- Stocks are down sharply in the past two days. I look at three possible reasons why.
- One story is happy: Maybe faster business expansion and more competition for workers will hurt corporate profits but lead to better deals for workers and customers.
- Maybe investors are worried that central banks will raise interest rates.
- Most worryingly: Maybe higher budget deficits mean we’ll need higher interest rates, regardless of what central bankers are thinking.
So, why are stocks down 1,700 points in two trading days? Nobody really knows, but it’s always fun to guess.
I see three big stories out there, with very different implications for the real economy. Here they are, in order from most to least optimistic.
1. Stocks are down because faster business expansion and wage growth will push down profit margins.
Under this theory, stocks are falling because the economy is good. This is the most optimistic story, and Bloomberg’s Joe Weisenthal suggests President Donald Trump should embrace it.
Here’s the claim: Because the economy is improving, firms are going to expand, and with higher capacity, they’re going to have to cut prices to get enough customers. And they’re going to have to pay higher wages to get the workers they will need to handle that expansion.
All that competition for workers and customers is going to mean lower prices, higher wages, and lower corporate profit margins, so stocks are down.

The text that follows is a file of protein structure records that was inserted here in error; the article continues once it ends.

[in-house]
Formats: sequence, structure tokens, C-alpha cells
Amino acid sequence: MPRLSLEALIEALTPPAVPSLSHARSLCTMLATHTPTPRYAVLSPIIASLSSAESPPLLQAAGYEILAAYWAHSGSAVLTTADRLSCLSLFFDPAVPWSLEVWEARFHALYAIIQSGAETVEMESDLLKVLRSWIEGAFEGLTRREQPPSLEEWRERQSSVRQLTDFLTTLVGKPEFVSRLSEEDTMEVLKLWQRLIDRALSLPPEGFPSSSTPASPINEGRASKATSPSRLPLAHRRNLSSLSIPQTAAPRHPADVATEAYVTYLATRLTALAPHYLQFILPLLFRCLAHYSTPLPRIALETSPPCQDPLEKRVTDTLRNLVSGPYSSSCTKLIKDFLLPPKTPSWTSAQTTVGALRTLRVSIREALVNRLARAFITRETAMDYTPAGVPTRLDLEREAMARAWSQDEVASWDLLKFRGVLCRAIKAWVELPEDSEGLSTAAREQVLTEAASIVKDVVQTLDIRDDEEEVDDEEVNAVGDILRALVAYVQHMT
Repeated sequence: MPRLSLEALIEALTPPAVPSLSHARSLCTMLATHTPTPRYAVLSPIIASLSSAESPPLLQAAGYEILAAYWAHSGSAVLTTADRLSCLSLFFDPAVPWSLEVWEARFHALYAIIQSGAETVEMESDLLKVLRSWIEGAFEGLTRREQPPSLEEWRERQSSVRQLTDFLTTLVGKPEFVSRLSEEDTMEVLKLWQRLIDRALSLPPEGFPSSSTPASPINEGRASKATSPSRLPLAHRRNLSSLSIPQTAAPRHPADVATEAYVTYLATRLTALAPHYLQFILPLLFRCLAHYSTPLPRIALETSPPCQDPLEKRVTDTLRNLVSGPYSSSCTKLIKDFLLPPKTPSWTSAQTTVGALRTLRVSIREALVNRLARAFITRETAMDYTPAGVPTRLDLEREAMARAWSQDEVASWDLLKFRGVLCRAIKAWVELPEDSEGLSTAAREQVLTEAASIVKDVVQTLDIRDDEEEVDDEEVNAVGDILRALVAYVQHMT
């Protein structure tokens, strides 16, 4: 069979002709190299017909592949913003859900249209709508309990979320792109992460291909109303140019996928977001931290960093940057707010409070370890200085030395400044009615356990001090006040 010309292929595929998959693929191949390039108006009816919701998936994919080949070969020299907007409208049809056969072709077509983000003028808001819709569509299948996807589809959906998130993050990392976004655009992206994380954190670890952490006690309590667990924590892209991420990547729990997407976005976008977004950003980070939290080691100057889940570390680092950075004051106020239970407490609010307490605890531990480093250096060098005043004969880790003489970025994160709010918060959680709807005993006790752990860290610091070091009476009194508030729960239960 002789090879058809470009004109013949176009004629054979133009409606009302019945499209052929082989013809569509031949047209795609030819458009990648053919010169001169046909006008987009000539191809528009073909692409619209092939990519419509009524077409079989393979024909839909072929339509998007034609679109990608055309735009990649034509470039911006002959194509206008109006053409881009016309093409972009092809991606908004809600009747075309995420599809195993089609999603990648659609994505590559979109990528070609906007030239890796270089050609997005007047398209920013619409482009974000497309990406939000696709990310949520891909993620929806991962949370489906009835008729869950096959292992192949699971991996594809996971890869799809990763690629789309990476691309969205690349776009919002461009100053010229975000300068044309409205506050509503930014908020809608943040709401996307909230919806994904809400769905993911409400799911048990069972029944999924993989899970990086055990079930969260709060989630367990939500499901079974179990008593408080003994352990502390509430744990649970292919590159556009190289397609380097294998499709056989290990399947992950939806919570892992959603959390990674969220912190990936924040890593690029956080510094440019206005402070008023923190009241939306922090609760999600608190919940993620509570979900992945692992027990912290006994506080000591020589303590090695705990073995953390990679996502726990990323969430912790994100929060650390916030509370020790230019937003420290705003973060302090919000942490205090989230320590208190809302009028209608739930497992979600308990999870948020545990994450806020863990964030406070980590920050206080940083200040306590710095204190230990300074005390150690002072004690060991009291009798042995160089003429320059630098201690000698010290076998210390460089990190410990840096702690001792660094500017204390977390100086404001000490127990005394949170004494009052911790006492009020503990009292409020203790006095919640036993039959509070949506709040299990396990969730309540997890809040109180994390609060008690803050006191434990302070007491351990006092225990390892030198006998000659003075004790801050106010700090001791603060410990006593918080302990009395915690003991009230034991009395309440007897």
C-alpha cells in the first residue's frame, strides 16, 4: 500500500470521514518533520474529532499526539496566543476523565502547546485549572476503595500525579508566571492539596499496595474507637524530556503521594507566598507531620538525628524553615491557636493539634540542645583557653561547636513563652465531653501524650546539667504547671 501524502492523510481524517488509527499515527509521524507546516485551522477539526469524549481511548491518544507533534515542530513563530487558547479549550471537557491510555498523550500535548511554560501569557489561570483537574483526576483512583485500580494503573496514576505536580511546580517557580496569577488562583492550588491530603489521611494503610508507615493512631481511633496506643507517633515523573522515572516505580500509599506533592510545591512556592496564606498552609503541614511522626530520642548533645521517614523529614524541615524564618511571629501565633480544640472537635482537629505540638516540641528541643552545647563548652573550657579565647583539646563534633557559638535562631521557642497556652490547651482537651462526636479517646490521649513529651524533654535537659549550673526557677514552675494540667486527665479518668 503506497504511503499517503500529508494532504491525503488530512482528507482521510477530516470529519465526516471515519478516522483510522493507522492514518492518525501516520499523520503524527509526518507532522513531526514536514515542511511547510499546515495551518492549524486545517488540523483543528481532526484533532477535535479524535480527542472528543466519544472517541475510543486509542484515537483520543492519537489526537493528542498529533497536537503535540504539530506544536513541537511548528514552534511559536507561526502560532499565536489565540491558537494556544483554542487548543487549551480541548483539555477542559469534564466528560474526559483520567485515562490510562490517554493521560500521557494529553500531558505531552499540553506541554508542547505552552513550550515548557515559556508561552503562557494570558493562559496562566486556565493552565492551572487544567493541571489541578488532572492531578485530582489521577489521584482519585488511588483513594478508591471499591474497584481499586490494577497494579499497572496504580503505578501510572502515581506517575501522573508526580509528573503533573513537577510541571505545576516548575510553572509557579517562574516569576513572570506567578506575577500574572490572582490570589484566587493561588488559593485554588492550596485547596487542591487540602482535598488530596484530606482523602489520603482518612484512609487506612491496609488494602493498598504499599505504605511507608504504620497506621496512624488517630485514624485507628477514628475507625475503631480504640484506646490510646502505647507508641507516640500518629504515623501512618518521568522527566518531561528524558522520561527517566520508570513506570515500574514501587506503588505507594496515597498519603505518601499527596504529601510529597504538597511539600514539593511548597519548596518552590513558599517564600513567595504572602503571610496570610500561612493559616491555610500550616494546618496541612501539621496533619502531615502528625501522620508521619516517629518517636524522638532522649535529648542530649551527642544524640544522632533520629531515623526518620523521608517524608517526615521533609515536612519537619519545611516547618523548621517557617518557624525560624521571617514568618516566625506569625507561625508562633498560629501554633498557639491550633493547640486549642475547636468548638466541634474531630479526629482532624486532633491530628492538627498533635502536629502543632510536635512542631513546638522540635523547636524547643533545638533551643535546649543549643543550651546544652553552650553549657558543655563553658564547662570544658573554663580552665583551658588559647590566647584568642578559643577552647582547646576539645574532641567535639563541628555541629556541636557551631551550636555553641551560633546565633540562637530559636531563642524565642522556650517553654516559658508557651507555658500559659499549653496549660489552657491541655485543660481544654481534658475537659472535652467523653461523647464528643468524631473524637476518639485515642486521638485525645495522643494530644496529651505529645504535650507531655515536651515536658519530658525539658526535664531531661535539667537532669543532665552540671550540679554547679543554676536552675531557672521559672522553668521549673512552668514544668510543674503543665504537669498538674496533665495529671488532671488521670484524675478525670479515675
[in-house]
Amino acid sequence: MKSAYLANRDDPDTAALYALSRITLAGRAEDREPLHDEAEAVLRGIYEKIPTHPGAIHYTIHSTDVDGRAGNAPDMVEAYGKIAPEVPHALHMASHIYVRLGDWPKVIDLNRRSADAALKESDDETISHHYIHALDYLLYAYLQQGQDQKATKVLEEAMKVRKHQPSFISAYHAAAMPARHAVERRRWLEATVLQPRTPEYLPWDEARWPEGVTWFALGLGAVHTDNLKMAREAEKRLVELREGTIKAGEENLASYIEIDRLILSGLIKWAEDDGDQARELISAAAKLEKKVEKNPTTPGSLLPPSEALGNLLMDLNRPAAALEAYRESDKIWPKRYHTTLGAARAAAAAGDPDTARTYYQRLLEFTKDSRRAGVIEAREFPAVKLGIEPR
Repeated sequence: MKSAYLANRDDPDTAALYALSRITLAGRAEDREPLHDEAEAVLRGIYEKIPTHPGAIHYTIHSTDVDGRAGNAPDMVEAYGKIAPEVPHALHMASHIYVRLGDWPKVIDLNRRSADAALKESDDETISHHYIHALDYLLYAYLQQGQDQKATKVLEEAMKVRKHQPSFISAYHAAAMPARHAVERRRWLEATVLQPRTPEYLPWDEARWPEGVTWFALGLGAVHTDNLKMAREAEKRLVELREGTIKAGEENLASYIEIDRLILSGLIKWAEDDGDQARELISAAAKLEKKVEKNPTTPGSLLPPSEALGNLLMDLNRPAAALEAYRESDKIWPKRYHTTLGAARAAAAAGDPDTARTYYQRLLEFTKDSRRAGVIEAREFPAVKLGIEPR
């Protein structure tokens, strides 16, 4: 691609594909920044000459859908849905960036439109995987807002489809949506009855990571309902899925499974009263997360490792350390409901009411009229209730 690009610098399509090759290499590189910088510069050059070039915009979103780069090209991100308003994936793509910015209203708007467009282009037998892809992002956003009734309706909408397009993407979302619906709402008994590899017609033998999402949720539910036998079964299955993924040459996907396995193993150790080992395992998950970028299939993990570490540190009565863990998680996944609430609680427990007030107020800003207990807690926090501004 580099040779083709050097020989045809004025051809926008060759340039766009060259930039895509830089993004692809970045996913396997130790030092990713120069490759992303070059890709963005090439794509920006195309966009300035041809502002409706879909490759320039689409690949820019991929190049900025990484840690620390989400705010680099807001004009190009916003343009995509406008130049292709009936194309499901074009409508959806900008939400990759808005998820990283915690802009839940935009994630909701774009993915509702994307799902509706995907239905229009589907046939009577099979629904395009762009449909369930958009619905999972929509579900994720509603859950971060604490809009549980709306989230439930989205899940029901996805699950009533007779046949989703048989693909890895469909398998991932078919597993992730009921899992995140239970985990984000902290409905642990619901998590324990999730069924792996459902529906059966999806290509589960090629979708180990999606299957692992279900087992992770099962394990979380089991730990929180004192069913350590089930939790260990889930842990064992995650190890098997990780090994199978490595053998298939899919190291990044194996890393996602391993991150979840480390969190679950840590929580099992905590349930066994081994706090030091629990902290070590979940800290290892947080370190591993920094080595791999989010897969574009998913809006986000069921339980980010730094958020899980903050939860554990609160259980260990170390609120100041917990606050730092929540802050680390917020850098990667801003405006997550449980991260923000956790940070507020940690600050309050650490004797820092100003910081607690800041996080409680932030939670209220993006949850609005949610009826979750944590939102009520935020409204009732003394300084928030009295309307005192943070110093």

It’s a happy story about the broader economy. But is it true? If so, it would be a reversal of a key economic story of the past nine years of recovery: As the economy rebounded, firms were conservative about expansion, preferring to enjoy high profit margins rather than to expand in search of more market share.
The most obvious data point in favour of the workers-up-owners-down story is Friday’s jobs report, which came out right before the two-day stock bloodbath and showed wage growth up to 2.9%, the highest since 2009. Maybe firms finally are so eager to expand they’re willing to pay higher wages, and maybe that’s what terrifies the markets.
Another hint of this story came a couple of weeks ago: United Airlines announced it would expand capacity, which led to tanking stocks across the airline sector out of fear of price wars. As an airline customer, you like price wars. As a shareholder, you do not.
2. Stocks are down because improving economic data will lead central banks around the world to raise interest rates.
As wage growth accelerates, central bankers are likely to become nervous about inflation. Or, they might just feel the opportunity has arisen to “normalize” rates, which will give them room to cut them again if the economy starts to soften.
Either way, it means the bankers will react to good economic news by hiking rates.
Those higher interest rates will make it more expensive for companies to invest and grow. Higher interest rates may also make stocks a less appealing asset on a risk-adjusted basis; why hold a stock with an expected annual yield of 8% when yields on safer bonds have gone up from 4% to 6%?
For investors to continue to find stocks appealing in the higher-interest-rate environment, the price-earnings ratio will have to be lower, which is to say the stock price will have to fall.